Heather Crites has received many objections to parking issues for wheelchair-enabled vans around the Comox Valley.
As the chair of the Comox Valley Accessibility Committee — a group working to raise awareness around disability issues and make the area a barrier-free community — she explained many members note handicap parking spots are generally not wide enough if a side ramp is installed in a vehicle.
“Partially, it’s because there’s not enough space, or if there’s not enough spots — especially if it’s an older part of town,” she noted.
But Crites said to her knowledge, she has never heard of anyone complaining to the committee about accessible parking or accessible vehicles taking up too much space.
She noted if a stall doesn’t have enough space or clearance for a ramp, many people will choose to take two spaces in order to get more room.
That’s exactly what Royston resident Tammy Garrett did last week during a visit to the Courtenay Airpark.
When she returned to her vehicle, she found an anonymous note posted on her windshield which attacked her parking skills.
Garrett, who has battled cancer for more than 10 years, uses a wheelchair and her ramp-enabled van to get around the Valley. Her specially-designed ramp, which is on the right side of her car, is generally too big to manoeuvre even in a handicap parking stall, she explained.
According to 2011 statistics, 22.2 per cent of people in the Comox Valley have some form of disability, and Crites encourages anyone who has issues around accessibility in the community to contact their local government.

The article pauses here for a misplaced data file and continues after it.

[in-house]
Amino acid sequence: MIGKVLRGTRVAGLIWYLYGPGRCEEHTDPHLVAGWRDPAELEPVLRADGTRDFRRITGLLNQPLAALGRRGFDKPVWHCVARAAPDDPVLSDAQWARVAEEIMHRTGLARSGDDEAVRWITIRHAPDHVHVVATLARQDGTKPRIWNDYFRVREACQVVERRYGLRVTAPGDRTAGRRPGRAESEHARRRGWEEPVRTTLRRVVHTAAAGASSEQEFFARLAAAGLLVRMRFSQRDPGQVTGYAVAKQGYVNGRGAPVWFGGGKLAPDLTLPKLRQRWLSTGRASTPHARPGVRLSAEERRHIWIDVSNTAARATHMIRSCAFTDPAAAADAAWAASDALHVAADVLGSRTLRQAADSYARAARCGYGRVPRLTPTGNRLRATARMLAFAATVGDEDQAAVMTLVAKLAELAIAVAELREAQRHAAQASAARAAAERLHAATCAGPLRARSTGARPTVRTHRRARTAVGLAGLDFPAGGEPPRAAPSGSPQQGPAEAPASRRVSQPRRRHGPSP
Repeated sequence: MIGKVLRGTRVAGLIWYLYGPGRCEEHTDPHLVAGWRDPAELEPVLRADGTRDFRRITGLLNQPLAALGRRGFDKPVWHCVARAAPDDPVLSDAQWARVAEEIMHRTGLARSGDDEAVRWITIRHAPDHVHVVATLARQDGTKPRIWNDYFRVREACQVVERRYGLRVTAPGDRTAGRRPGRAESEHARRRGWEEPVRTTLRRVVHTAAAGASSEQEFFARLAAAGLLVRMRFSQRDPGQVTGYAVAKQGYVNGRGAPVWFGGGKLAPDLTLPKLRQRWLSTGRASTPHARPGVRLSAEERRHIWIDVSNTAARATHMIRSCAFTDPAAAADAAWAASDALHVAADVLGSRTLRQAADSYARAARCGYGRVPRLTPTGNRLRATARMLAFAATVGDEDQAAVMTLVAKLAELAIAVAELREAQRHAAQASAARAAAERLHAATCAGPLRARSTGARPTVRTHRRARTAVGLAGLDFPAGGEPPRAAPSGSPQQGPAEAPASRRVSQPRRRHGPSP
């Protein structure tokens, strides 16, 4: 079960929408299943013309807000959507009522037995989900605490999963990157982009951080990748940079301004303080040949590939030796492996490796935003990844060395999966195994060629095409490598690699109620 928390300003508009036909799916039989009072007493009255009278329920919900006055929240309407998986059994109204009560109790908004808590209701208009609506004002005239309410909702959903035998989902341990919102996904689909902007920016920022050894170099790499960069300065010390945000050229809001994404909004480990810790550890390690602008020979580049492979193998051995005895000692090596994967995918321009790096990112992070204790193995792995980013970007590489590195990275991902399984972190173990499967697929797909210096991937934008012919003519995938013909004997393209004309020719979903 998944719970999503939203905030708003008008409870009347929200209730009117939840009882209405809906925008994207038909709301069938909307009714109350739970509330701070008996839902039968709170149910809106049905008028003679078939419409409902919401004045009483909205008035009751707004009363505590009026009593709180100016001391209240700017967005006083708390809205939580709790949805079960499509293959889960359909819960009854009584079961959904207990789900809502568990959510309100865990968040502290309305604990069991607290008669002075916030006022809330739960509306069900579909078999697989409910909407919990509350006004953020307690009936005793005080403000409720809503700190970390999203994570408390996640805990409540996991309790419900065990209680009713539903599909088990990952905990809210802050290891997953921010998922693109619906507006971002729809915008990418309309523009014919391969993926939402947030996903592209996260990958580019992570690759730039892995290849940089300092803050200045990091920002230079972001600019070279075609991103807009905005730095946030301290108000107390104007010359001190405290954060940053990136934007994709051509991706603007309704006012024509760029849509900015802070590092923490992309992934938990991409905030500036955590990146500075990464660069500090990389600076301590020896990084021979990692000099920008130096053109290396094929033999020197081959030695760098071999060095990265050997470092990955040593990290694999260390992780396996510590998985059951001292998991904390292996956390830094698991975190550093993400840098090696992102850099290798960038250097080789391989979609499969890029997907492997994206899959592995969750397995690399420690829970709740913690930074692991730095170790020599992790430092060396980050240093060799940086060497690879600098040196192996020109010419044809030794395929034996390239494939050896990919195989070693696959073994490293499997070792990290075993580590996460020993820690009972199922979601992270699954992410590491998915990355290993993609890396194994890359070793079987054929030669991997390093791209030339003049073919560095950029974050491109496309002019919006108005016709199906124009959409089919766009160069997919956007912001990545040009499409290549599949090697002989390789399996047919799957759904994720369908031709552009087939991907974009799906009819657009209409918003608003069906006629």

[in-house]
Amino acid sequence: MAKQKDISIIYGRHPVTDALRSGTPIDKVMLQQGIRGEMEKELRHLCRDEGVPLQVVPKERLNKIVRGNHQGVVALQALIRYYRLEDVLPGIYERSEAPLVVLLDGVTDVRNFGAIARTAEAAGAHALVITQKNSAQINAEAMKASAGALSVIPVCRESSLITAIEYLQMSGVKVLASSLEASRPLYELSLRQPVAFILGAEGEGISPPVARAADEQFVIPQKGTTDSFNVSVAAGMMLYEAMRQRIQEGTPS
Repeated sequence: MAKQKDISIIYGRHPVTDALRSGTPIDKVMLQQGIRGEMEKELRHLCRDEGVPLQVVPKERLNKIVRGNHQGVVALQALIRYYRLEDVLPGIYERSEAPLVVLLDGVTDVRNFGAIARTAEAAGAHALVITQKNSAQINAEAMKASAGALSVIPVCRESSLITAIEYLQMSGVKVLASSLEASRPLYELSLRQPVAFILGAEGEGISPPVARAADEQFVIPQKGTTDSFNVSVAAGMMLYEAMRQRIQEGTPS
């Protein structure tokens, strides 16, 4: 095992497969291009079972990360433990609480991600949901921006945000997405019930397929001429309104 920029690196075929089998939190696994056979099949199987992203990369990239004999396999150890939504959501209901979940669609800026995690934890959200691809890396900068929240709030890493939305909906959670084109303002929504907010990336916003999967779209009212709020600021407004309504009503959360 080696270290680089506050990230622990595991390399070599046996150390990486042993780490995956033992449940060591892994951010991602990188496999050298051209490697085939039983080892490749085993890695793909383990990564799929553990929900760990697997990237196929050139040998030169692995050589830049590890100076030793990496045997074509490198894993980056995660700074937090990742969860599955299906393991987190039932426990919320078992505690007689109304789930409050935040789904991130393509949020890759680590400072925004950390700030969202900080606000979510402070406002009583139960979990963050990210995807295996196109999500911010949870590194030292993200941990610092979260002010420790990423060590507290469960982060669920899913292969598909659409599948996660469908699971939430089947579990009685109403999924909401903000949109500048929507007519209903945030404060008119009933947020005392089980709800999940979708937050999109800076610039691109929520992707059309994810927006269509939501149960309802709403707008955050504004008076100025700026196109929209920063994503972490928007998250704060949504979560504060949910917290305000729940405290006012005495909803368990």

Comox Valley RCMP Const. Don Sinclair added unless there is a motor vehicle incident, police generally do not get involved with incidents in parking lots.
City of Courtenay bylaw officer Gary Usher said while one individual may have considered Garrett’s parking as inconsiderate, there is nothing illegal about taking up two spots in a parking lot.
“I can’t think of a situation where we would give that person a ticket,” he noted.
“With a handicap sticker and it’s obvious the van has a ramp, common sense comes into play. We look at each situation on its own merit, and we are aware of the requirements of handicap parking.”
Usher explained sometimes they will issue a $50 ticket if a vehicle is parked in a handicap spot without a sticker, but generally there is an explanation as to why.
“Sometimes it’s an expired decal, and if a person comes to show us the right one, we will tear up the ticket. We want compliance, and not for it to be punitive.”
For more information on the Comox Valley Accessibility Committee or to attend one of their meetings, visit cvaccess.ca.